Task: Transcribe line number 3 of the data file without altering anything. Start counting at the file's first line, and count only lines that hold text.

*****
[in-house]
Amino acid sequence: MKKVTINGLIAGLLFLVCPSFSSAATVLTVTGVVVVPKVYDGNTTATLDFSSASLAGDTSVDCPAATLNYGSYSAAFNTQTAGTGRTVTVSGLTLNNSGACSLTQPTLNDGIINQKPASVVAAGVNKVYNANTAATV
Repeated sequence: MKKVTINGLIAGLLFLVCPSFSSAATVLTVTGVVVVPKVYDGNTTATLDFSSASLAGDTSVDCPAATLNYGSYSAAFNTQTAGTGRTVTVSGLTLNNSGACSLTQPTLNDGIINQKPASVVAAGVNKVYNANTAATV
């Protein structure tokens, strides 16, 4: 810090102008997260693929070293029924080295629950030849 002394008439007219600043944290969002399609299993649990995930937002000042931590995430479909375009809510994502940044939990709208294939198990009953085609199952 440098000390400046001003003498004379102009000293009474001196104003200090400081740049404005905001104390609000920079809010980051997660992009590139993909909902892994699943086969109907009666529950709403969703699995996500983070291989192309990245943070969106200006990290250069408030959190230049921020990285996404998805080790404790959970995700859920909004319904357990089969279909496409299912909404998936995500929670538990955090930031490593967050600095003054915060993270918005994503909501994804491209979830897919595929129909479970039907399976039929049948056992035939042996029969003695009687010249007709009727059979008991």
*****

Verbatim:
Repeated sequence: MKKVTINGLIAGLLFLVCPSFSSAATVLTVTGVVVVPKVYDGNTTATLDFSSASLAGDTSVDCPAATLNYGSYSAAFNTQTAGTGRTVTVSGLTLNNSGACSLTQPTLNDGIINQKPASVVAAGVNKVYNANTAATV